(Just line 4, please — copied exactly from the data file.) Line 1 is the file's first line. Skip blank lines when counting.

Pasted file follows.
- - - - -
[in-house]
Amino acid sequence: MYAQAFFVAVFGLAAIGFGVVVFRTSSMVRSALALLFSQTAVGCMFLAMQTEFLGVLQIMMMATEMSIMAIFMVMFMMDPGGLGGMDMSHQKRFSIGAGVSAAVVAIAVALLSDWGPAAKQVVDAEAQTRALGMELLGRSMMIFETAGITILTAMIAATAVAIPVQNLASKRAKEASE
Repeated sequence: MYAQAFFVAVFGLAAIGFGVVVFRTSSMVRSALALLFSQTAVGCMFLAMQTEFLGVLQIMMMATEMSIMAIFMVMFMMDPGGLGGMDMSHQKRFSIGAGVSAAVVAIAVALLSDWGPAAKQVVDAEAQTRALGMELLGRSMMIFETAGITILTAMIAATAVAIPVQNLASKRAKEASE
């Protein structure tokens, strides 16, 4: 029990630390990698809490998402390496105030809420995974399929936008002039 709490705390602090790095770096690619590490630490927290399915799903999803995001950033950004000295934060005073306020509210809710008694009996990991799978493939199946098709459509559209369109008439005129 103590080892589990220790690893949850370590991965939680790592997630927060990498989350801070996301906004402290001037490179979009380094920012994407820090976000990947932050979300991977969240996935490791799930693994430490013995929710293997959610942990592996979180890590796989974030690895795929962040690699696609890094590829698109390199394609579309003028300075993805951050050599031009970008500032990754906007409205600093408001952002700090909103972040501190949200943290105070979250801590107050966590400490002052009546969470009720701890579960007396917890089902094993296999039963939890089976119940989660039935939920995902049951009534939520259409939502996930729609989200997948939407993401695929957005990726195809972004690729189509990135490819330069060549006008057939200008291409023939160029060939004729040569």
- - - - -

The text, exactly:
């Protein structure tokens, strides 16, 4: 029990630390990698809490998402390496105030809420995974399929936008002039 709490705390602090790095770096690619590490630490927290399915799903999803995001950033950004000295934060005073306020509210809710008694009996990991799978493939199946098709459509559209369109008439005129 103590080892589990220790690893949850370590991965939680790592997630927060990498989350801070996301906004402290001037490179979009380094920012994407820090976000990947932050979300991977969240996935490791799930693994430490013995929710293997959610942990592996979180890590796989974030690895795929962040690699696609890094590829698109390199394609579309003028300075993805951050050599031009970008500032990754906007409205600093408001952002700090909103972040501190949200943290105070979250801590107050966590400490002052009546969470009720701890579960007396917890089902094993296999039963939890089976119940989660039935939920995902049951009534939520259409939502996930729609989200997948939407993401695929957005990726195809972004690729189509990135490819330069060549006008057939200008291409023939160029060939004729040569």